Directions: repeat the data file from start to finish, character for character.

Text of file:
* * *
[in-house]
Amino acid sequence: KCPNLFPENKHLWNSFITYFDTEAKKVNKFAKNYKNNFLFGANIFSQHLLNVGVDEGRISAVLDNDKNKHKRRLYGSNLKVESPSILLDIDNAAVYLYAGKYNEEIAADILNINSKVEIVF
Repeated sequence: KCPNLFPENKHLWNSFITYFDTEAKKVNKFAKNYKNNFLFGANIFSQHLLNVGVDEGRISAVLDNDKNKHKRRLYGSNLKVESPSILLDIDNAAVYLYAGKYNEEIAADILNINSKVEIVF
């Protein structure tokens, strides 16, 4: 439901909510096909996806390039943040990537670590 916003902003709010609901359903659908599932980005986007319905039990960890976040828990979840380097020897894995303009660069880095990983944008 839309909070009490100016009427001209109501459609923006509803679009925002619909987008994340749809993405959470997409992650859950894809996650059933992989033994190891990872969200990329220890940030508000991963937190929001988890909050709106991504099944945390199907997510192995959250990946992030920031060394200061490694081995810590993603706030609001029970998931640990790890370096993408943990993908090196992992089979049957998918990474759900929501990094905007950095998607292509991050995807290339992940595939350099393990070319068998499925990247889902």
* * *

[in-house]
Amino acid sequence: KCPNLFPENKHLWNSFITYFDTEAKKVNKFAKNYKNNFLFGANIFSQHLLNVGVDEGRISAVLDNDKNKHKRRLYGSNLKVESPSILLDIDNAAVYLYAGKYNEEIAADILNINSKVEIVF
Repeated sequence: KCPNLFPENKHLWNSFITYFDTEAKKVNKFAKNYKNNFLFGANIFSQHLLNVGVDEGRISAVLDNDKNKHKRRLYGSNLKVESPSILLDIDNAAVYLYAGKYNEEIAADILNINSKVEIVF
């Protein structure tokens, strides 16, 4: 439901909510096909996806390039943040990537670590 916003902003709010609901359903659908599932980005986007319905039990960890976040828990979840380097020897894995303009660069880095990983944008 839309909070009490100016009427001209109501459609923006509803679009925002619909987008994340749809993405959470997409992650859950894809996650059933992989033994190891990872969200990329220890940030508000991963937190929001988890909050709106991504099944945390199907997510192995959250990946992030920031060394200061490694081995810590993603706030609001029970998931640990790890370096993408943990993908090196992992089979049957998918990474759900929501990094905007950095998607292509991050995807290339992940595939350099393990070319068998499925990247889902």